I'm writing this having recently returned from the depths of what many consider to be "real Australia".
I spent 16 days on a Queensland cattle station chasing bulls, brumbies, dingoes, feral pigs and camels (and virtually anything else that dared to move) and sleeping under the stars.
I rode the top rail of the stockyard more than once to escape an up close and personal interaction with a cranky cow, was the passenger for seven long kilometres through the outskirts of the Simpson Desert in a car completely devoid of steering, was chauffeured about in a chopper and mustered cattle in from the desert for four days *cries into her keyboard clutching coffee.
The dusty outpost is a far cry from the lush dairying country I call home. And it is magnetic.
Not just for its breathtaking landscape, but for the characters you meet along the way.
I flew into Bedourie on the "mail plane". There were five stops from Brisbane to my final destination more than 1700 kilometres away.
When I alighted, one of the passengers suddenly donned his ear muffs and morphed into the baggage handler and airport security officer. I found out he also owned the local roadhouse.
Sitting behind me was an American backpacker on her way to work in the outback. A journey many of her ilk make to extend their work visa. She looked positively petrified. She was concerned her boss, who was collecting her from the airport, wouldn't be able to find her. I assured her it wasn't a big place.
As luck would have it, she was going to work at the roadhouse. The same one the other passenger/baggage handler/security officer owned.
It is these funny stories that has you shaking your head and muttering "only in the outback".
Trevor "Colgate" Stewart is president of the Bedourie Golf & Leisure Club, which runs the Bedourie Camel Races.
The volunteer led event has been running for 21 years.
"It's such a great event and means so much to this little town,' he said.
"We took on the camel races to help raise funds to build our club house, it's been a great venture to get it up and running."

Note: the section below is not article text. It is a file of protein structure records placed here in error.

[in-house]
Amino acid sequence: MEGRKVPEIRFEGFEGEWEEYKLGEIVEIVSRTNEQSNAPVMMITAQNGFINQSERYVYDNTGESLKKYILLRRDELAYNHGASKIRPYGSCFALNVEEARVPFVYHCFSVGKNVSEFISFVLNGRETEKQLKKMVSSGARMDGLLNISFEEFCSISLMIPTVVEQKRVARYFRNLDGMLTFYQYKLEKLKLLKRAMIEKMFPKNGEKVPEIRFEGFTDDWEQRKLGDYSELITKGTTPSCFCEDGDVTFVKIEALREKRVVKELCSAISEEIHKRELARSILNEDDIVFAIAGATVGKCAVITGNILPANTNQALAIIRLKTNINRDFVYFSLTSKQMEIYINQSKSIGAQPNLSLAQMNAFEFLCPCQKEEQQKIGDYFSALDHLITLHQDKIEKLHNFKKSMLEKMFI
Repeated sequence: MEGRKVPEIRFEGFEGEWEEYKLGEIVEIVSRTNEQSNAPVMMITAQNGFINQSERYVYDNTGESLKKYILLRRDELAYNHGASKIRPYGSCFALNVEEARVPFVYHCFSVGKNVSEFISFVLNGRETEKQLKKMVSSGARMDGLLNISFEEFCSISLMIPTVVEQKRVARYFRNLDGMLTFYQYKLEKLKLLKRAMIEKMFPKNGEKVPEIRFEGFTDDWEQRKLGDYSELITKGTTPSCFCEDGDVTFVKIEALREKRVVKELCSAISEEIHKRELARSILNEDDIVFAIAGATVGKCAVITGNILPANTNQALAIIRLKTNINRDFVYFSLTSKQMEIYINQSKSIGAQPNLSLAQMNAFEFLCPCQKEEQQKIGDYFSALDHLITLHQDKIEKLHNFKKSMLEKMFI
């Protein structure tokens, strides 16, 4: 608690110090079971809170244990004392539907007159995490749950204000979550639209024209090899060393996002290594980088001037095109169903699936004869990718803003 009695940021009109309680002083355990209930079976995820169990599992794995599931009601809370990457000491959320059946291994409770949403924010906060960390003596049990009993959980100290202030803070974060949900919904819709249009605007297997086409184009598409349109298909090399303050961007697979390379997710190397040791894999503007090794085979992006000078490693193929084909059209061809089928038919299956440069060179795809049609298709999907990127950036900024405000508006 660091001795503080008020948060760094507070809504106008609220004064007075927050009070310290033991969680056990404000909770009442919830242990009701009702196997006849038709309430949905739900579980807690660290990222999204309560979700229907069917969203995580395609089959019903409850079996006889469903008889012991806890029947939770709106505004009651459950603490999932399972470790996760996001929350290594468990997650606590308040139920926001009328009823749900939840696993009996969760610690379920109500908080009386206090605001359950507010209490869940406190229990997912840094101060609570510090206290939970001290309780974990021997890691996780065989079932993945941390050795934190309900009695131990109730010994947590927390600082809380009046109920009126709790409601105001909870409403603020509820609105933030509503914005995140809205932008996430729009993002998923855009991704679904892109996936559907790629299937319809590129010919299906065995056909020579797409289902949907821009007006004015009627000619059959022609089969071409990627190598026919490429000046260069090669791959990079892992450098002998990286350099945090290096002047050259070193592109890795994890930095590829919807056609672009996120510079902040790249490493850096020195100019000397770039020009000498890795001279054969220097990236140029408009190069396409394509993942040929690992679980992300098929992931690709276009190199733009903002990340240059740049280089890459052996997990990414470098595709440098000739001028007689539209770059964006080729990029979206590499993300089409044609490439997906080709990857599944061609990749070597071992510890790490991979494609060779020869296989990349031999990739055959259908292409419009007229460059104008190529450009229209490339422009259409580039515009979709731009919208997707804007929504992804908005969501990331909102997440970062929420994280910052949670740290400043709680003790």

Noah's Thoroughbred Racing Pigs also proved extremely popular with spectators.
Tasmania's Grant and Helen Little, along with two other couples they were travelling with, purchased two pigs at auction in the 'Double Smoked Ham Grand National', winning themselves $890 in the process.
"We've never been to camel and pig races before, and why wouldn't you come here, it's a laugh, it's a great atmosphere, it's great for the community and supports the locals," Mr Little said.
"If we didn't win it didn't matter. It really was an awesome bit of fun."
And Australian Community Media journalists are capturing the stories of these characters every day.
Like Rodger Alden, who passed away at the age of 92 earlier this month, who throughout his lifetime called many parts of this vast country home.
Born in Adelaide in 1927, Mr Alden lived everywhere from Melbourne to Western Australia's remote Gascoyne region, Broome to Port Macquarie.
Sally Cripps wrote about two long-legged birds ruffling a few feathers in the Queensland town of Yaraka.
The two emus recently kept patrons entertained at the Yaraka pub with their antics. The duo were rescued as eggs from an abandoned nest and hatched with the help of an electric blanket by local identity Leanne Byrne.
And its not just adventurists and grey nomads traversing this vast land of ours. The Herd of Hope is giving a group of city kids who have experienced the loss of a loved one who went on to be an organ donor, a taste of outback life on Undoolya Station in Alice Springs.
"Dust, dirt and a crackling campfire are sometimes all it takes to lift the world from your shoulders - and we hope these children, who have suffered unimaginable grief through the loss of a loved one will feel that," Herd of Hope founder Megan McLoughlin said, herself a double transplant recipient.
It's also fantastic to see a fellow writer receiving accolades for her hard work. South Australian author and journalist Liz Harfull placed third at the 2019 Gourmand Awards in Macau recently, with her book that celebrates simplicity in cooking, much of it thanks to the ingenuity of outback women.
Tried Tested and True, a collection of recipes from Australian community cookbooks that helped shape their communities, features concoctions tested in country kitchens for more than 100 years.
I ventured into the world of agricultural writing earlier this year because I wanted to advocate for those living in rural Australia.
I don't see myself as their voice. They certainly have one of their own. I'm just helping them "get their message out there" and loving every minute of it.
Contributed Content Journalist - Agricultural Group, Australian Community Media